After that, I worked on the water in the keyhole. For that exposure, I left the shutter open a little longer in order to get that wispy, ethereal effect in the water. I took about 10 shots here, and it was essentially just trial and error with timing the waves against my exposure setting. After a few errors, you start to get the timing right, and then, you just have to wait to get the right one. One thing to keep in mind is that you don't want to spend too long on each exposure. When you're working with ever-changing light and a looming sunrise, you need to be as precise as possible and not linger and wait for the absolute perfect shot for each exposure. If you do, you'll leave yourself short of time for other exposures. I got three or four I liked, then settled on the one below.
I went through the same process for other parts of the image, so I won't bore you with every last detail. I'll just make a short mention of two more things: the sun and the surfer standing up top. For the sun, I wanted that starburst effect. In order to get that, you need to wait until the sun is visible but partially blocked by something. In this case, it was the rocks on the left. As the sun rose, I narrowed my aperture (to f/20) and took a few shots. I didn't want the flare to be too big or overwhelming, because I wanted the viewer to focus more on the surfer standing on the cliff top rather than the sun. So, I was happy with the politely modest sunbeams I got here. You can see some of the ND grad filter on the left part of the frame. For this shot, I was using a 2-stop filter. You need a holder, which I put on the lens before everything began in order to minimize camera movement on the tripod during the shoot. It doesn't matter that some of the filter got in the frame, because I only needed to mask in the sun.
Finally, the fun part: the exposure of the surfer up top holding the surfboard. It was a rather arduous task lugging that big longboard up to the headland before 5 a.m., and it was with a great deal of trepidation that I left it up there while I took the exposures below, not for fear of theft, but fear that it might get blown away off the rocks and come crashing down to an explosive pile of failed glory beneath me. It's rather windy up there at the best of times, so I tried to find a protected spot and then hoped for the best. When it came time to shoot, I set the camera up to take about 60 shots at two-second intervals. That gave me enough time to scoot up the rocks and get the board, then get into position, then try different ways of holding the board. It was all guesswork, but I had marked out a spot the previous day that I knew would be approximately right. Then, it was just up to me to hold the board steady for each exposure and slightly shift my weight or the angle of the board.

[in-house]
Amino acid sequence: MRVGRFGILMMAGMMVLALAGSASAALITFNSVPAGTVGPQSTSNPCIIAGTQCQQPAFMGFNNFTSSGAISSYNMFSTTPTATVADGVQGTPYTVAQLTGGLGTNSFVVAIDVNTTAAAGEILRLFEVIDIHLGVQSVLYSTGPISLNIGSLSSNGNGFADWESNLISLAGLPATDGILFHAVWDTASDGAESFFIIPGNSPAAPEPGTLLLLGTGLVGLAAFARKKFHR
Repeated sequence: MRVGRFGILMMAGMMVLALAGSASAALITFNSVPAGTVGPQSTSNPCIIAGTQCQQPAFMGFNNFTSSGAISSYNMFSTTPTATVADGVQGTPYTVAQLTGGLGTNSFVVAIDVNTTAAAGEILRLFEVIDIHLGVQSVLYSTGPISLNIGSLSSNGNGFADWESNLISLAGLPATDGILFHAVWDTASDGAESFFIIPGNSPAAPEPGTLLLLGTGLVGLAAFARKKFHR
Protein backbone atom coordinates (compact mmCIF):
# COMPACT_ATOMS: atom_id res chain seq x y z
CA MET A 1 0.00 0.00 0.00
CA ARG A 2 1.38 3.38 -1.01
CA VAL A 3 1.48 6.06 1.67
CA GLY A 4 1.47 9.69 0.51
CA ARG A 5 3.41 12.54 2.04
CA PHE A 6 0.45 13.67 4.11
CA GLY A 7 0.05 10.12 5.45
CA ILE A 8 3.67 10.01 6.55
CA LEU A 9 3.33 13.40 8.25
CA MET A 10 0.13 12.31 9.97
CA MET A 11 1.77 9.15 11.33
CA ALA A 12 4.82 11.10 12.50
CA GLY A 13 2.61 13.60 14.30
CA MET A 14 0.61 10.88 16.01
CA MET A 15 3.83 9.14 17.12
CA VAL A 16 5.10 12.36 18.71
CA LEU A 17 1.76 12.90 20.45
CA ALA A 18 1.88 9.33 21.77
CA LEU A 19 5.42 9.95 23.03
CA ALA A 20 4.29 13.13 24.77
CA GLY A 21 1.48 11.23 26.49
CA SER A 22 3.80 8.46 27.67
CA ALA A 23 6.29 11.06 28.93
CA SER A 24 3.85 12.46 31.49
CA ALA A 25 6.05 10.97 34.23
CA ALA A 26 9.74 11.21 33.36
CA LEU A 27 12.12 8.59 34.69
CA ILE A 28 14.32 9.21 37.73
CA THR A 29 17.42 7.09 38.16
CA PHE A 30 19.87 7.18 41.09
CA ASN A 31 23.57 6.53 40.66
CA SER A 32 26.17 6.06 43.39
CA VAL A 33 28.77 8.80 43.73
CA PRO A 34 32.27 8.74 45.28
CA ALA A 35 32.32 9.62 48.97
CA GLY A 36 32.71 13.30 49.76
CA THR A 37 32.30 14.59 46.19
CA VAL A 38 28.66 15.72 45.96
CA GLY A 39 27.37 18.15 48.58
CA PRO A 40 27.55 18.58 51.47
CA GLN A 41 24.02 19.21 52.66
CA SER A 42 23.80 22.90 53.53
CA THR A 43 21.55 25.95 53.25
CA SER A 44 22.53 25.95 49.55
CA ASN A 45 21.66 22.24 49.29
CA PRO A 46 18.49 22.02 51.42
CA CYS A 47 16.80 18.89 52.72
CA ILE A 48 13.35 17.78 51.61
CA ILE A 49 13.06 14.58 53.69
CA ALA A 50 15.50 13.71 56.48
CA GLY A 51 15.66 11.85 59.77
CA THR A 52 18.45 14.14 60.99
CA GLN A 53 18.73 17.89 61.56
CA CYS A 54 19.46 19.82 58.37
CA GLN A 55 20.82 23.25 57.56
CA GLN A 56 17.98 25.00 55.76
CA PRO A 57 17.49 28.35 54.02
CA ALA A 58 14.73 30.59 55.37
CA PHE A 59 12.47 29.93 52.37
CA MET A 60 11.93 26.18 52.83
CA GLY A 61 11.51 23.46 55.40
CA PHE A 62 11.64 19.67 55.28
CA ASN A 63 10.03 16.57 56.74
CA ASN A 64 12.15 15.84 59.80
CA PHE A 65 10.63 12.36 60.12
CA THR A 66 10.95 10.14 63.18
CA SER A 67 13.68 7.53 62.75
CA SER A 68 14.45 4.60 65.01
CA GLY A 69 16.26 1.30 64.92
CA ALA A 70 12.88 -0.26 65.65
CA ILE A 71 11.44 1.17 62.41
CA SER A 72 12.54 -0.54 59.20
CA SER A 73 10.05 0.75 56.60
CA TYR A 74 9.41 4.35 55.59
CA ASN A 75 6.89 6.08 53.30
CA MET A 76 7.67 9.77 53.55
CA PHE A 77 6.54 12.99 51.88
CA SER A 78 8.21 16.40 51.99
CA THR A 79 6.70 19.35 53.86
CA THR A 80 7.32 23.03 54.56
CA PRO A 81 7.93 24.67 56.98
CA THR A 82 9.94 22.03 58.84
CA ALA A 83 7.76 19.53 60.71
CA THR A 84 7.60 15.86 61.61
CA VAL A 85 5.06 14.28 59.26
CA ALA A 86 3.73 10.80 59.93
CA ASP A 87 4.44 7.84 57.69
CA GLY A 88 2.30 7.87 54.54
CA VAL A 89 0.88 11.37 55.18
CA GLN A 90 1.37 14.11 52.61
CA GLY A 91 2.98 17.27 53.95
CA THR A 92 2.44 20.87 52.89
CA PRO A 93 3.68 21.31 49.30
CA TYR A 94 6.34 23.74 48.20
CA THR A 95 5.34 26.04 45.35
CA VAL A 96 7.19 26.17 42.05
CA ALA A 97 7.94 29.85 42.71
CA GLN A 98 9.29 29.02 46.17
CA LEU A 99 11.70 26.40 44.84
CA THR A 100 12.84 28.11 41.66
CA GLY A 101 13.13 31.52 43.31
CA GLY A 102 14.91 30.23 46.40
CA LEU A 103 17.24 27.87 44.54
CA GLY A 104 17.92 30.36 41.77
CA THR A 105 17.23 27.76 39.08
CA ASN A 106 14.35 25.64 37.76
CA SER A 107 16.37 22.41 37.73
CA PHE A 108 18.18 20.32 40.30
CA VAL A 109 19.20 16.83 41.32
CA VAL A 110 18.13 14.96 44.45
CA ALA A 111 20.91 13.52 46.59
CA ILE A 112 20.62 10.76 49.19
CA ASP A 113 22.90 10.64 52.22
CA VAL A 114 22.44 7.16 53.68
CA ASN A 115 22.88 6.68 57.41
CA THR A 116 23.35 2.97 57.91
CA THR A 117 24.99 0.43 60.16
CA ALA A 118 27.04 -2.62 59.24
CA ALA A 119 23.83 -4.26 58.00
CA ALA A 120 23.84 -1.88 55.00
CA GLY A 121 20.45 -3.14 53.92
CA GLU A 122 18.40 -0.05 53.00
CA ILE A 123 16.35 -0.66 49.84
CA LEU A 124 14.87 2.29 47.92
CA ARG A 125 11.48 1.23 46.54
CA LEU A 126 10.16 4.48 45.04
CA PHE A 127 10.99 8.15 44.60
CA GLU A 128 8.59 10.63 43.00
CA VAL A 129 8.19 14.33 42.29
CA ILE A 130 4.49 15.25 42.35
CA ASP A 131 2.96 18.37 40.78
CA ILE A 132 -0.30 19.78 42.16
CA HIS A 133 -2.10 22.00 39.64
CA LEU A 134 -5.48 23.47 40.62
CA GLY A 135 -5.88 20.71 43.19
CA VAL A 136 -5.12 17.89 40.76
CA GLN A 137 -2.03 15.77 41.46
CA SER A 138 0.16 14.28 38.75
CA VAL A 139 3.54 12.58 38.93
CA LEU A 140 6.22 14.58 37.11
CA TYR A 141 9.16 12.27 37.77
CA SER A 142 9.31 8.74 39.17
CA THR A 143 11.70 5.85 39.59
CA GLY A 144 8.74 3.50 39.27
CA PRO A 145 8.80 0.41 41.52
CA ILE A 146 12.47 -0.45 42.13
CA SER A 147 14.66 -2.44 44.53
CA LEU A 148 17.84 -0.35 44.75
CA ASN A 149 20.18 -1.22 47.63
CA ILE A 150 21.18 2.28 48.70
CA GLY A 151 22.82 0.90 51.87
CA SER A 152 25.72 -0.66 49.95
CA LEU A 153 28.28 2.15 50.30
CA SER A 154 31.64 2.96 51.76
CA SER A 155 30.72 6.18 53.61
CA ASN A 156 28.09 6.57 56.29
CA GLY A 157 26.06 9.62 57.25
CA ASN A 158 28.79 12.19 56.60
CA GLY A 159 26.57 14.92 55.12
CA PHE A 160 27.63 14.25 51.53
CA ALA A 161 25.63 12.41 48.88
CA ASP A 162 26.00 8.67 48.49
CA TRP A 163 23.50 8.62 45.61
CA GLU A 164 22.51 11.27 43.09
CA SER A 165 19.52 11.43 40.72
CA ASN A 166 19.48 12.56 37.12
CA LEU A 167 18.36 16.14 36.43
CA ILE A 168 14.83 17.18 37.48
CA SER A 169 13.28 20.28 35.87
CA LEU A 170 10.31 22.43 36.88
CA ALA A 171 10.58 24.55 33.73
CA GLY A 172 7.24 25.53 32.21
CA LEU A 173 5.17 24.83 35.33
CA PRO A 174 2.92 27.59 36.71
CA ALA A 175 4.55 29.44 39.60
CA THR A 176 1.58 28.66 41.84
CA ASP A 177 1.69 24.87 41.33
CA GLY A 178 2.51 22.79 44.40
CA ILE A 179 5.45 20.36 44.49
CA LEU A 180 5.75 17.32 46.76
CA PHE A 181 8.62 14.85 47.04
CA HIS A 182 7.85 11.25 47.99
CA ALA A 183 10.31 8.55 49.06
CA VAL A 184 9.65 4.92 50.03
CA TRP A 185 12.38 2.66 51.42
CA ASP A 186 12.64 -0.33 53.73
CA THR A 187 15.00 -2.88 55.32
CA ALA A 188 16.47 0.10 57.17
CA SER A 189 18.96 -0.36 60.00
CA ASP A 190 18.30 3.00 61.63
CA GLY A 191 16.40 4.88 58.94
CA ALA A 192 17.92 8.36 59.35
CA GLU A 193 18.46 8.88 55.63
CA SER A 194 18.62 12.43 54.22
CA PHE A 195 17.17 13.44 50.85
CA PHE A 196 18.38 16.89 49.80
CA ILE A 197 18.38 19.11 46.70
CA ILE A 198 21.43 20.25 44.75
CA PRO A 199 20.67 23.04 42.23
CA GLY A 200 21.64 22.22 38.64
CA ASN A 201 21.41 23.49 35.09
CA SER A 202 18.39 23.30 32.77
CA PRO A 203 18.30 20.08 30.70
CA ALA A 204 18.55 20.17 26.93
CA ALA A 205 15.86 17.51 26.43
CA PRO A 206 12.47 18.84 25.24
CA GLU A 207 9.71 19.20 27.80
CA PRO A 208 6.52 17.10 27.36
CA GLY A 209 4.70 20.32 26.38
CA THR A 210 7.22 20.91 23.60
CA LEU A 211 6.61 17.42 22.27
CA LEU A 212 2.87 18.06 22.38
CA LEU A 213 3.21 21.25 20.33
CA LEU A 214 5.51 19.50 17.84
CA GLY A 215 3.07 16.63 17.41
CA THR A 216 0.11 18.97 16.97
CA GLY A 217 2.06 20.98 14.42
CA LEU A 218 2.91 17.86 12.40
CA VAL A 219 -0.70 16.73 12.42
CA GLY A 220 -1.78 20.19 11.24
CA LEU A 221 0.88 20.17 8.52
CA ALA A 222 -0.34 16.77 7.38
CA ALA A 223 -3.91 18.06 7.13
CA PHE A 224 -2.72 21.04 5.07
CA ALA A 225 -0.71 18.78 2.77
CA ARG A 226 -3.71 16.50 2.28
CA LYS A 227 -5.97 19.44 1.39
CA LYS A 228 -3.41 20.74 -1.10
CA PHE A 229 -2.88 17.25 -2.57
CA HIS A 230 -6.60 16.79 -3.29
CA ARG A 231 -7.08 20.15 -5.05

After about three minutes, I'd scoot back down the rocks again and check the focus and the position of the board and the silhouette. A couple of times, I didn't like how the fin was angled against the sky or the position of my arms, so I'd set the interval timer again, hit the shutter button, then hightail it up the rocks to repeat the process. All up, I did it four times for a total of about 240 exposures. I narrowed it down to about six possibles and finally came up with the one below. The main reason I liked this one is that the board is angled directly toward the sun, which, in all honestly, was rather fortuitous (though in future discussions, I'll insist was deliberate).
For each exposure, I'd just mask in the elements I wanted and ensure consistency of colors. Then I'd hit ctrl + shift + alt + E (Windows) and start working from a new base layer.
Adding the Sky
The last piece to the puzzle was the sky. As you can see from the previous exposures, there wasn't a lot of interest in the sky. That's actually a good thing when you want to blend skies, because it makes the transition much smoother. I trialed a bunch of skies and finally came up with the one I have below. What I was also wary of was getting a sky that had too much going on in the top right corner. That's where my subject was standing, so I didn't want anything detracting from that.
This sky is not too loud and offensive, nor is it out of place. The trick with sky replacements is subtlety, so you should always try to go for something that adds a little spice to your image rather than overpower the whole thing. To make this blend, I simply used the Blend if option in Photoshop and tweaked the sliders to fit. If you'd like to read more about doing sky replacements effectively, I've written about them here.
Ah yes, the mistakes. What would a shoot like this be without mistakes? When the final result all works out, you tend to gloss over things you messed up, but believe me, there were plenty of amateur shenanigans going on during the creation of this shot. Here are just a few:
- I put my wetsuit on backwards, then put my clothes on top. I didn't realize until halfway through the drive, meaning I had to change in the carpark. In the dark. And get naked in front of a bunch of fishermen.
- I charged two batteries overnight, then forgot to bring them. Thankfully, I had spares.
- I left the fin in the car and didn't realize until I'd walked about 200 meters with the longboard and camera bag slung over my shoulders.
- In my haste, I dropped my surfboard. On my foot.
- For my first interval timer run, I forgot I'd set the camera to a two-second delay for each exposure.
- I didn't have enough money in my wallet to celebrate my success with a coffee on the way home!
We all go to great locations and create wonderful compositions in our minds. But due to life or laziness often getting in the way, we rarely follow through with the ideas that our imaginations conjure up. I knew I wouldn't be returning to Australia for the best part of two years after this trip, so I was absolutely determined to get this shot done, no matter how many obstacles were in my way. In the end, I realized that it's eminently doable, as long as you plan beforehand and have a very precise idea of what you want before you go. When you're racing against time and a rising sun, you can't rely on making snap decisions without any forethought.
So, if you've always had an idea about an image you'd like to create through blending multiple exposures, I hope this has given you some food for thought. Hit me up with any comments or questions you might have below, as I'd love to hear from you.